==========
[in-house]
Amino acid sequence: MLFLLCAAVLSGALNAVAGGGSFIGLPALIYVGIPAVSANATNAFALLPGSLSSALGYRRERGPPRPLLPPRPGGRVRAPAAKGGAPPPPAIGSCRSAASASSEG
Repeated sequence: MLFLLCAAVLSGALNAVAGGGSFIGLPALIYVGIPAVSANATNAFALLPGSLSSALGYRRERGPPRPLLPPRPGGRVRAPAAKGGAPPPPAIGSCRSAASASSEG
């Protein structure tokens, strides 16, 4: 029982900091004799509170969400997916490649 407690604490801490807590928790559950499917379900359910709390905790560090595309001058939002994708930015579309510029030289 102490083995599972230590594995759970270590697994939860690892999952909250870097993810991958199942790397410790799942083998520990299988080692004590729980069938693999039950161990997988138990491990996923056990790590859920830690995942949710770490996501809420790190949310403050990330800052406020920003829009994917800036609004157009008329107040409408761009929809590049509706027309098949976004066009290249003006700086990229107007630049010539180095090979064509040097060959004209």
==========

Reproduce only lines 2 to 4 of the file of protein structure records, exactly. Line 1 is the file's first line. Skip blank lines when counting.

Amino acid sequence: MLFLLCAAVLSGALNAVAGGGSFIGLPALIYVGIPAVSANATNAFALLPGSLSSALGYRRERGPPRPLLPPRPGGRVRAPAAKGGAPPPPAIGSCRSAASASSEG
Repeated sequence: MLFLLCAAVLSGALNAVAGGGSFIGLPALIYVGIPAVSANATNAFALLPGSLSSALGYRRERGPPRPLLPPRPGGRVRAPAAKGGAPPPPAIGSCRSAASASSEG
């Protein structure tokens, strides 16, 4: 029982900091004799509170969400997916490649 407690604490801490807590928790559950499917379900359910709390905790560090595309001058939002994708930015579309510029030289 102490083995599972230590594995759970270590697994939860690892999952909250870097993810991958199942790397410790799942083998520990299988080692004590729980069938693999039950161990997988138990491990996923056990790590859920830690995942949710770490996501809420790190949310403050990330800052406020920003829009994917800036609004157009008329107040409408761009929809590049509706027309098949976004066009290249003006700086990229107007630049010539180095090979064509040097060959004209």